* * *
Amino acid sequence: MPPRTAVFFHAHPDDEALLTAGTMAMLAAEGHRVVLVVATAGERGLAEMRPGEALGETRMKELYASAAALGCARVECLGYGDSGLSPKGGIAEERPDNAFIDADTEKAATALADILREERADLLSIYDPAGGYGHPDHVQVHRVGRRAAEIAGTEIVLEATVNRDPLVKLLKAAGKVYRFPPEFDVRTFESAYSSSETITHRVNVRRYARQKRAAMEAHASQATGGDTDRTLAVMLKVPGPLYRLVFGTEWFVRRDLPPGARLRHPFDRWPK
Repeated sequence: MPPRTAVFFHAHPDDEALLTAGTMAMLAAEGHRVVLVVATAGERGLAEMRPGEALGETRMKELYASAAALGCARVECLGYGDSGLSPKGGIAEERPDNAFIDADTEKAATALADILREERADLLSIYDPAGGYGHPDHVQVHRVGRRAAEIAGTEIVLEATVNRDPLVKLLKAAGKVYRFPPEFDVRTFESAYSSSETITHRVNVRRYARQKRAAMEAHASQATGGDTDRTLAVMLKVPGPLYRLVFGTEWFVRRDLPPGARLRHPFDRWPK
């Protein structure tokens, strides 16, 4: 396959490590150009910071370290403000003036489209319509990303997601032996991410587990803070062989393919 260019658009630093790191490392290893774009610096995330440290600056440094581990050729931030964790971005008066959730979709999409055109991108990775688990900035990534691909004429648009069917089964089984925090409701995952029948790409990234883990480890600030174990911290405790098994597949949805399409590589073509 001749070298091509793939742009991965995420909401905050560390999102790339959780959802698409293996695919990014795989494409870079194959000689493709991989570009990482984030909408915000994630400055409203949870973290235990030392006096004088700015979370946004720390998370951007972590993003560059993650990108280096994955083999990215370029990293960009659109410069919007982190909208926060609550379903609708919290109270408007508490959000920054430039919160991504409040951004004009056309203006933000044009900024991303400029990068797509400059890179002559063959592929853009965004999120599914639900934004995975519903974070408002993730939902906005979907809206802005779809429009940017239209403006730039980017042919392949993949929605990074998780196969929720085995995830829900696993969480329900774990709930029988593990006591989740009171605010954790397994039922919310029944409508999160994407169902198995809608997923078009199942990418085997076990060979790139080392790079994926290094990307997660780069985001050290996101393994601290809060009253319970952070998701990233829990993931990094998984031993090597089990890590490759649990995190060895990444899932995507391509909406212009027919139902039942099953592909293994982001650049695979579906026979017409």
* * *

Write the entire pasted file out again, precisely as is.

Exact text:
Amino acid sequence: MPPRTAVFFHAHPDDEALLTAGTMAMLAAEGHRVVLVVATAGERGLAEMRPGEALGETRMKELYASAAALGCARVECLGYGDSGLSPKGGIAEERPDNAFIDADTEKAATALADILREERADLLSIYDPAGGYGHPDHVQVHRVGRRAAEIAGTEIVLEATVNRDPLVKLLKAAGKVYRFPPEFDVRTFESAYSSSETITHRVNVRRYARQKRAAMEAHASQATGGDTDRTLAVMLKVPGPLYRLVFGTEWFVRRDLPPGARLRHPFDRWPK
Repeated sequence: MPPRTAVFFHAHPDDEALLTAGTMAMLAAEGHRVVLVVATAGERGLAEMRPGEALGETRMKELYASAAALGCARVECLGYGDSGLSPKGGIAEERPDNAFIDADTEKAATALADILREERADLLSIYDPAGGYGHPDHVQVHRVGRRAAEIAGTEIVLEATVNRDPLVKLLKAAGKVYRFPPEFDVRTFESAYSSSETITHRVNVRRYARQKRAAMEAHASQATGGDTDRTLAVMLKVPGPLYRLVFGTEWFVRRDLPPGARLRHPFDRWPK
């Protein structure tokens, strides 16, 4: 396959490590150009910071370290403000003036489209319509990303997601032996991410587990803070062989393919 260019658009630093790191490392290893774009610096995330440290600056440094581990050729931030964790971005008066959730979709999409055109991108990775688990900035990534691909004429648009069917089964089984925090409701995952029948790409990234883990480890600030174990911290405790098994597949949805399409590589073509 001749070298091509793939742009991965995420909401905050560390999102790339959780959802698409293996695919990014795989494409870079194959000689493709991989570009990482984030909408915000994630400055409203949870973290235990030392006096004088700015979370946004720390998370951007972590993003560059993650990108280096994955083999990215370029990293960009659109410069919007982190909208926060609550379903609708919290109270408007508490959000920054430039919160991504409040951004004009056309203006933000044009900024991303400029990068797509400059890179002559063959592929853009965004999120599914639900934004995975519903974070408002993730939902906005979907809206802005779809429009940017239209403006730039980017042919392949993949929605990074998780196969929720085995995830829900696993969480329900774990709930029988593990006591989740009171605010954790397994039922919310029944409508999160994407169902198995809608997923078009199942990418085997076990060979790139080392790079994926290094990307997660780069985001050290996101393994601290809060009253319970952070998701990233829990993931990094998984031993090597089990890590490759649990995190060895990444899932995507391509909406212009027919139902039942099953592909293994982001650049695979579906026979017409």